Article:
11 December 2016

India-Pakistan: Burma Blues For Bangladesh

December 7, 2016: In northwest India (Kashmir) the border violence continues. The Kashmir separatists, who have cooperated with the Pakistan backed Islamic terrorists and the Indian government as needed, are now calling for tourists to return, including Indian Hindus who for centuries have come here to worship at the many Hindu shrines in the area. The separatists, who have the support of many, if not most, Moslems in Kashmir say tourists will not be harmed. But that has not been the case in the past. While most Kashmiri Moslems would still like to live in an independent Kashmir, that is unlikely to happen. The main reason why is because of those Hindu shrines, and majority Hindu India does not trust a Moslem government to safeguard them, or guarantee safe access for Hindu pilgrims. The Moslem independence groups continue to be active in Kashmir, organizing demonstrations and strikes. These activities are unpopular with many Kashmiris because they interfere with the returning tourists. In the early 1990s, before the Pakistani Islamic terror campaign got into high gear, Kashmir was quite prosperous because of tourism. Older Kashmiris want to get that back but it is unlikely to happen as long as Pakistan sponsors Islamic terrorist groups across the border in Pakistani Kashmir. 

Meanwhile the Kashmir border violence by Pakistani troops was way up this year, as it was along the entire Indian border. But half the 500 ceasefire border violations in 2016 were in Kashmir. These incidents escalated in mid-August and that ended a ceasefire arranged in April when two days of cross border shooting ended when commanders from both countries met and agreed to resume the 2003 ceasefire. Until April it had been over six months since the last such incident. There were 405 incidents like this in 2015. In December 2015 Indian and Pakistani military leaders met on the Kashmir border to reaffirm efforts to reduce violence on the LOC (Line of Control) in Kashmir. Such incidents still occur despite a 20o3 ceasefire. The current LOC negotiations have kept things pretty quiet on the LOC since a September 2015 meeting in which India threatened a major military response to almost daily Pakistani attacks. Apparently convinced (especially by the Indian politicians and media calling for war) this was serious the Pakistanis reduced the border violence although not the efforts to get Islamic terrorists across the LOC and into Kashmir. Because of internal politics in Pakistan the Pakistani army revived the border violence. This is all about the continuing battle between elected Pakistani politicians and the military over the threat from India. The Pakistani generals justify their large budget and numerous other privileges by the need to deal with the Indian threat. But there is no Indian threat. The Pakistani military refuses to accept that and the border erupts once more as the Pakistani generals try to create a threat.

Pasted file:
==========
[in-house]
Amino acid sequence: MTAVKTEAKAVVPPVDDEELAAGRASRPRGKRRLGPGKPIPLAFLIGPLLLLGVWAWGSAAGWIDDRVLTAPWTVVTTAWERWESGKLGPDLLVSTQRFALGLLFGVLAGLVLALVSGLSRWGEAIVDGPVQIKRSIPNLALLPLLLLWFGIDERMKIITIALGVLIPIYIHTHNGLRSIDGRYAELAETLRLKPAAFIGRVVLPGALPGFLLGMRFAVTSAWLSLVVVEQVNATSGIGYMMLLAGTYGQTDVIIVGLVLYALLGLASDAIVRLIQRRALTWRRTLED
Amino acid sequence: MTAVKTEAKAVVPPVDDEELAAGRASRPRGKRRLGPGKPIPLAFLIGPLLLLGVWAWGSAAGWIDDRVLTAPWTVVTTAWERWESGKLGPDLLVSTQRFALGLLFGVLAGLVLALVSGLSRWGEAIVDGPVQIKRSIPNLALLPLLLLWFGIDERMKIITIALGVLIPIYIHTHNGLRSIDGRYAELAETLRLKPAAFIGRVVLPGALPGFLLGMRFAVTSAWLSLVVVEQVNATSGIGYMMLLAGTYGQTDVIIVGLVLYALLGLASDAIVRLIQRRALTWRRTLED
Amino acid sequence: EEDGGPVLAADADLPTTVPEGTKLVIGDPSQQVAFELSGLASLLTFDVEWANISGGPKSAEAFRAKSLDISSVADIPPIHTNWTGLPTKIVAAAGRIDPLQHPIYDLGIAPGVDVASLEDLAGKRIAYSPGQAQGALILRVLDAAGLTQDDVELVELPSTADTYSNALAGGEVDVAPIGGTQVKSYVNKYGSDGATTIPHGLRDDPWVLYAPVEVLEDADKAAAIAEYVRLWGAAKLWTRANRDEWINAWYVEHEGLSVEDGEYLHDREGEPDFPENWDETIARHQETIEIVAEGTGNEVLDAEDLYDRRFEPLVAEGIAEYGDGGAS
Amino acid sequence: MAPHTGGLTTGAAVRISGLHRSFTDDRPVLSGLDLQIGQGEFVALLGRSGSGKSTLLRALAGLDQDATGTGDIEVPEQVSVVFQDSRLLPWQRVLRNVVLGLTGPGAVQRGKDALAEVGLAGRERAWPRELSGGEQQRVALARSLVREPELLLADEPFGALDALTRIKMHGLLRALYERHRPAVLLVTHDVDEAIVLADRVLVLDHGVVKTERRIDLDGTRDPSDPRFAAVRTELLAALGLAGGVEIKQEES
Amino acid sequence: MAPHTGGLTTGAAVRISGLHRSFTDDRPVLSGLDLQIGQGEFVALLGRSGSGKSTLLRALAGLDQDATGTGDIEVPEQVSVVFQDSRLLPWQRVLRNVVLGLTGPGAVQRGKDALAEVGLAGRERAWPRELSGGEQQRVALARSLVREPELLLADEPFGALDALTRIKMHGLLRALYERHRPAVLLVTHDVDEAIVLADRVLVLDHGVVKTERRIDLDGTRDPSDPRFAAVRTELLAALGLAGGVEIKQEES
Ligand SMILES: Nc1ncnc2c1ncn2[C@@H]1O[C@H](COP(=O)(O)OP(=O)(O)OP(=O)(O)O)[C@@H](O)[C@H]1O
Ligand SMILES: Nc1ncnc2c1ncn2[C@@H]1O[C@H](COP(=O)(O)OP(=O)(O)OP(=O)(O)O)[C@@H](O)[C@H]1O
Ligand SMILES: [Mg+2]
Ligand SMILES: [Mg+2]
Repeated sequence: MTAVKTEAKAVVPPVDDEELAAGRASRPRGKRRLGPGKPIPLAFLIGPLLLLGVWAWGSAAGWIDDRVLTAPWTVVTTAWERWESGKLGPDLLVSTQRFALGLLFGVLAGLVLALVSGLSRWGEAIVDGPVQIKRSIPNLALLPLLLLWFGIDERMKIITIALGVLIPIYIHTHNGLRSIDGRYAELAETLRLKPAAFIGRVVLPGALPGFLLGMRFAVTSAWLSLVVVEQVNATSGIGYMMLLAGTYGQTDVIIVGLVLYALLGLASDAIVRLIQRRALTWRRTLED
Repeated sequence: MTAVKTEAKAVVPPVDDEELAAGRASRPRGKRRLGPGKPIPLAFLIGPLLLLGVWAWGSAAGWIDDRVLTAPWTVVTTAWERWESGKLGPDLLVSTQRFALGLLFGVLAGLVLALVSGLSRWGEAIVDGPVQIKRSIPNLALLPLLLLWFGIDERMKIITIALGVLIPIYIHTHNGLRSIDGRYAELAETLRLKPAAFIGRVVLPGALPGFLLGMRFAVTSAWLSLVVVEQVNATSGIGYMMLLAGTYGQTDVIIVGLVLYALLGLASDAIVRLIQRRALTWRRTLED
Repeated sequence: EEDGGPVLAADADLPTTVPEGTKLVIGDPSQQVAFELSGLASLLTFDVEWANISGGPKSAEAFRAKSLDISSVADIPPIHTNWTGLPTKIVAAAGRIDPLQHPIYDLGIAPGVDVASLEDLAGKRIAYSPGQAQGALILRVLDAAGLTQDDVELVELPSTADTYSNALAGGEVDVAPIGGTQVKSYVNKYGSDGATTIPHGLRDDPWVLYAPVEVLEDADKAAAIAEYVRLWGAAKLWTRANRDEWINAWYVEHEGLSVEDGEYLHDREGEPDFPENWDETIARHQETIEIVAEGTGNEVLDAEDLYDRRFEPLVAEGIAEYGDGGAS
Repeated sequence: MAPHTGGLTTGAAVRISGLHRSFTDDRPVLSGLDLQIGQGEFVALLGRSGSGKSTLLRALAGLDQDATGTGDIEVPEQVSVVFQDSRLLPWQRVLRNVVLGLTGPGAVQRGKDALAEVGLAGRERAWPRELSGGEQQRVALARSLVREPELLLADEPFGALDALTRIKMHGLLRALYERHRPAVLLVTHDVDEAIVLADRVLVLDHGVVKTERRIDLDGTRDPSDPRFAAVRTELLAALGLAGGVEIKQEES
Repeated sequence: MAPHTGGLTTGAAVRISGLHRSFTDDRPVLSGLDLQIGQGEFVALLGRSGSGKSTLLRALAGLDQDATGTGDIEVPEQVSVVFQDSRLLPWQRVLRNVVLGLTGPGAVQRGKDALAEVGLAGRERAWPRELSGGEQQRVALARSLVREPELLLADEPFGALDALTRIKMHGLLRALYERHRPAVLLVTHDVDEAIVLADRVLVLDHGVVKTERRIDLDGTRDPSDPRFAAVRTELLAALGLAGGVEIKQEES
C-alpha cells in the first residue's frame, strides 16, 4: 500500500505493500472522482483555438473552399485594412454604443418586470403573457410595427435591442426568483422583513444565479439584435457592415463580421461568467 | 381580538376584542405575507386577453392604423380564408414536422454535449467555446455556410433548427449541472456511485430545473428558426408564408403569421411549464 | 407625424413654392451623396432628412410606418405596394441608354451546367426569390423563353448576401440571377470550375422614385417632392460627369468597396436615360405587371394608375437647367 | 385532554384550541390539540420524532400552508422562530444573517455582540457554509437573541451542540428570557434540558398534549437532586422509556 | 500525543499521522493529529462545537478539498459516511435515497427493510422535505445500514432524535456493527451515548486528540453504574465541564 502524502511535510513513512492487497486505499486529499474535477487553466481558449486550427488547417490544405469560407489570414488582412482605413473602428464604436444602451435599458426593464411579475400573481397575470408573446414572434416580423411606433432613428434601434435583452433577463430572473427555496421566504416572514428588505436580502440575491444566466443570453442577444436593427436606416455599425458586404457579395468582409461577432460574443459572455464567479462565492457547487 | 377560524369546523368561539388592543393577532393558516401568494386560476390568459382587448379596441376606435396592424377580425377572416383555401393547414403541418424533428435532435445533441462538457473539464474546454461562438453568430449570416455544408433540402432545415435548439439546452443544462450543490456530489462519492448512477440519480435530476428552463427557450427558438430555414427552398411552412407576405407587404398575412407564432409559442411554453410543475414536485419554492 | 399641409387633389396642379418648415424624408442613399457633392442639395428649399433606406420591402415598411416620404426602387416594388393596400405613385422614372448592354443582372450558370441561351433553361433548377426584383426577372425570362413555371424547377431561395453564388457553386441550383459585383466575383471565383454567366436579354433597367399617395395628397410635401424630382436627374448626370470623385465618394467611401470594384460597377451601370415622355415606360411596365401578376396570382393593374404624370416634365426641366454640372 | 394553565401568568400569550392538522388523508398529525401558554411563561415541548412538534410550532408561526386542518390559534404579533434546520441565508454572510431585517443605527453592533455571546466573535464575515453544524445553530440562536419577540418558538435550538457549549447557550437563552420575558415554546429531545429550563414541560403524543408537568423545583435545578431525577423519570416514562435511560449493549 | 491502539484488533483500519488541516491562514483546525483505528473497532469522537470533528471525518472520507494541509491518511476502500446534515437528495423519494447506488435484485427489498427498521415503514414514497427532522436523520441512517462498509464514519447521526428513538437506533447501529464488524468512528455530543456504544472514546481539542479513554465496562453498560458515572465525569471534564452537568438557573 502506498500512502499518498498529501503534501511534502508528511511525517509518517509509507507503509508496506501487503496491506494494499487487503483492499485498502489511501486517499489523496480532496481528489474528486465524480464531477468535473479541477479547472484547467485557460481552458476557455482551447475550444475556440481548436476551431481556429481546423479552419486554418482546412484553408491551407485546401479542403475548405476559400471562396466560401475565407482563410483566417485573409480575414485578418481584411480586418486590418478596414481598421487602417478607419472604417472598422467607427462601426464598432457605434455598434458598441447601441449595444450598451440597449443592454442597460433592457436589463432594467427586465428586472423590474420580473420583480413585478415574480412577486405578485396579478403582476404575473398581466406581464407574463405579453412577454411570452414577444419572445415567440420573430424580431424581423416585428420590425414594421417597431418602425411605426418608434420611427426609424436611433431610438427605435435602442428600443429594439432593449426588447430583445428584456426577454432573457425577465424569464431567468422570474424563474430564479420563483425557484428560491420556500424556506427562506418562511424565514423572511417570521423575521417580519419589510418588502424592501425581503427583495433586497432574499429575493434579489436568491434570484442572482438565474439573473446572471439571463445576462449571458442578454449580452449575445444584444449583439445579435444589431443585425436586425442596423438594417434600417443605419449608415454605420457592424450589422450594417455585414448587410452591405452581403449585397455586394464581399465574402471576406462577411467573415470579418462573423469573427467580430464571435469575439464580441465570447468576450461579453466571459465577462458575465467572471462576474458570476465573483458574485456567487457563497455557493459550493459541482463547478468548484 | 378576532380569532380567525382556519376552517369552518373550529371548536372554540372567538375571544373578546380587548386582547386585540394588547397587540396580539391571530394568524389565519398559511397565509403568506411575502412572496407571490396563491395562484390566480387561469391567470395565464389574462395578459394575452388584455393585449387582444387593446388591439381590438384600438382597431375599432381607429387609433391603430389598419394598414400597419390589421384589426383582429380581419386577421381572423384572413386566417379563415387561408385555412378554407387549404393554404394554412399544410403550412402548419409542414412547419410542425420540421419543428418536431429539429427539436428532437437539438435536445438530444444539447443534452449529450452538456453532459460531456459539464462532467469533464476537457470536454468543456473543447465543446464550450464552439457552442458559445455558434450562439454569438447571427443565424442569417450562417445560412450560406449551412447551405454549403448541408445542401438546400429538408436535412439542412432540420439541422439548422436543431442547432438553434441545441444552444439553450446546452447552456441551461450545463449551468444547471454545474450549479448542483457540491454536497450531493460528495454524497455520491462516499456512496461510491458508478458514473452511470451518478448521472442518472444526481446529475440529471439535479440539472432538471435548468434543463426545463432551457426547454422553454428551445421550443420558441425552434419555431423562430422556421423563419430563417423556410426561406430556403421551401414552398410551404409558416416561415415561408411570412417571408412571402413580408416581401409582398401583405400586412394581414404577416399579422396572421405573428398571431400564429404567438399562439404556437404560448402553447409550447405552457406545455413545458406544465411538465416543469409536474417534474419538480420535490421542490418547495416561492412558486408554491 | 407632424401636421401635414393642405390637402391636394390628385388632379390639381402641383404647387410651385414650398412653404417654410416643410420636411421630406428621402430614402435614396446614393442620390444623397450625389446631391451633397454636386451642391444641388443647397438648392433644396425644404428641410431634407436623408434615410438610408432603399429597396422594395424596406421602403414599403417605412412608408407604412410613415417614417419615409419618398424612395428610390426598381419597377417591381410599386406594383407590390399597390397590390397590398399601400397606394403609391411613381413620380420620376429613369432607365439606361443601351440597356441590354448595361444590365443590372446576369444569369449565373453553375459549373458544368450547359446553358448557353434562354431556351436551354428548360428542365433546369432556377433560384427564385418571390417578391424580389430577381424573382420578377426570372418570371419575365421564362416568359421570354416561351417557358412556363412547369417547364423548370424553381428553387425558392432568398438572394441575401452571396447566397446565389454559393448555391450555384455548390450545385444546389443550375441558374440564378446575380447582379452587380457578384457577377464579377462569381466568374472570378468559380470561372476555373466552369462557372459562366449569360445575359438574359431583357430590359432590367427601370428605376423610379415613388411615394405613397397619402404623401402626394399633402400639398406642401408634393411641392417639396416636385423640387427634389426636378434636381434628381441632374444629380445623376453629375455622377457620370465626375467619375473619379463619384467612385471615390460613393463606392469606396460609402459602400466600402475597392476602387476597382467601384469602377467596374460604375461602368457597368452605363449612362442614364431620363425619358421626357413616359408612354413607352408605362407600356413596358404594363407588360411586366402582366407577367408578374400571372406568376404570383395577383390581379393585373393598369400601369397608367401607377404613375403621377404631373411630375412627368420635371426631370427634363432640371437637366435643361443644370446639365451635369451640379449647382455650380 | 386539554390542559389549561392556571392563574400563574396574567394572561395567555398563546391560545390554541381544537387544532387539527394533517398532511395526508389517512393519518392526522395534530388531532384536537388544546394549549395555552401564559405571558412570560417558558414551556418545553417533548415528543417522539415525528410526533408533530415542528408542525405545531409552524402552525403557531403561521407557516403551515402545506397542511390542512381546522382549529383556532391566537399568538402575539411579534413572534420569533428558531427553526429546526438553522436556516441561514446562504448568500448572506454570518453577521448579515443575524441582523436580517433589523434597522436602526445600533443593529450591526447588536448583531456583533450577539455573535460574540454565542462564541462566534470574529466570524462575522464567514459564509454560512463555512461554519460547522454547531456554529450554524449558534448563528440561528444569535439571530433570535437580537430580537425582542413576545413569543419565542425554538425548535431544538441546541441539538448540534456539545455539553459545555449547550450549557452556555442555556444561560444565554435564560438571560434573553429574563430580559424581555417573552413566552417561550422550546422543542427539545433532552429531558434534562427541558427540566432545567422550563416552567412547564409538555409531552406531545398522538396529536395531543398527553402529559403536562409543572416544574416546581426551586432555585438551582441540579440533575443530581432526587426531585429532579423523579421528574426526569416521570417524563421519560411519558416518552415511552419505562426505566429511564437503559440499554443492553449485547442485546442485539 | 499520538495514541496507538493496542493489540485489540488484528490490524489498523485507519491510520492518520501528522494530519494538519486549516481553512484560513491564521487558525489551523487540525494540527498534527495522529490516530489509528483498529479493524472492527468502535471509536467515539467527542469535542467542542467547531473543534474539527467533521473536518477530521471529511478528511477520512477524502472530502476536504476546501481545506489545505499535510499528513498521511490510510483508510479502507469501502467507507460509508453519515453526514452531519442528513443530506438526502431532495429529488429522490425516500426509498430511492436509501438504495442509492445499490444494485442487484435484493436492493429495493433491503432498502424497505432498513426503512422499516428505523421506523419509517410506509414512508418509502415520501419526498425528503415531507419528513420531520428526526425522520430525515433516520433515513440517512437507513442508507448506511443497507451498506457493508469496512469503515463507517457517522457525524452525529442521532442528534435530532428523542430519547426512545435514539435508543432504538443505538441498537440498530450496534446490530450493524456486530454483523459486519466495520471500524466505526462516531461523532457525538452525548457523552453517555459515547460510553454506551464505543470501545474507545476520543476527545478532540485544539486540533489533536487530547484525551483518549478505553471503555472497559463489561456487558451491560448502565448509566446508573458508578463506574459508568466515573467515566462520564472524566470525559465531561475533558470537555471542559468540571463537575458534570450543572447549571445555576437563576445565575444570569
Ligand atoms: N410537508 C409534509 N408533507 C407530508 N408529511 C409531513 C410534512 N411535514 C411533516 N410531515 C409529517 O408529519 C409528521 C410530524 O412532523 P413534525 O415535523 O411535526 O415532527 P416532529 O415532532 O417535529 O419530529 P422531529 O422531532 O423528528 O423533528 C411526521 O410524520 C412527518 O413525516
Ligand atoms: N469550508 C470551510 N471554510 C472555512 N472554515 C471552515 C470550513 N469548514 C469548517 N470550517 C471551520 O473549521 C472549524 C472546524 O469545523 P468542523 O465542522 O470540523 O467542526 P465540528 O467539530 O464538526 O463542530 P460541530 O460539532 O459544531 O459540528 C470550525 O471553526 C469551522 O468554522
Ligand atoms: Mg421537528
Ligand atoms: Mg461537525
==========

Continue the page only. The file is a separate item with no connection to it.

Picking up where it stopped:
Terrorism Trends 

Eastern India experienced an unexpected reduction in Leftist rebel (Maoist) terrorist activity in the wake of the surprise November 8th announcement that all 500 and 1,000 rupee notes were worthless and people had until December 30th to turn in the old notes for the new ones. The 1,000 rupee note is worth about $15 and the favorite form of currency for terrorists, corrupt politicians and criminals of all sorts. The government was criticized for how they handled the currency exchange but after two weeks the initial chaos largely subsided and it was possible to note the impact on terrorist operations. Overall terrorist activity was down, especially in eastern India (Maoists) and the northwest (Kashmir Islamic terrorists). The Maoists were hit hardest and surrenders hit record levels with the former Maoists reporting that for many of their fellow revolutionaries the massive loss of cash was very demoralizing and more Maoists can be expected to surrender. This accelerates a trend that has been under way for several years and has led the Maoists to spend most of their time raising cash via extortion and other schemes. The basic problem for the Maoists is that after fifty years of futile fighting the revolution has lost its popular appeal. The Maoist movement has seen their membership decline from 12,000 to about 8,000 since 2007. The senior leadership has suffered even heavier losses. The Indian Maoists have no outside support while the Islamic terrorists have long, and very visibly been based in Pakistan. Nevertheless the Maoists this year are reversing several years of decline (in Maoist related violence). In 2015 there were 251 deaths related to Maoist violence, the lowest level in over a decade. But so far this year it looks like Maoist violence will increased about 40 percent going back to levels not seen since 2014. This is mainly because of the failure to deal with the corruption that kept the Maoists popular enough for decades to keep them going. Despite these increases overall terrorism related deaths for India will be about the same in 2016 as they were when 722 died in 2015.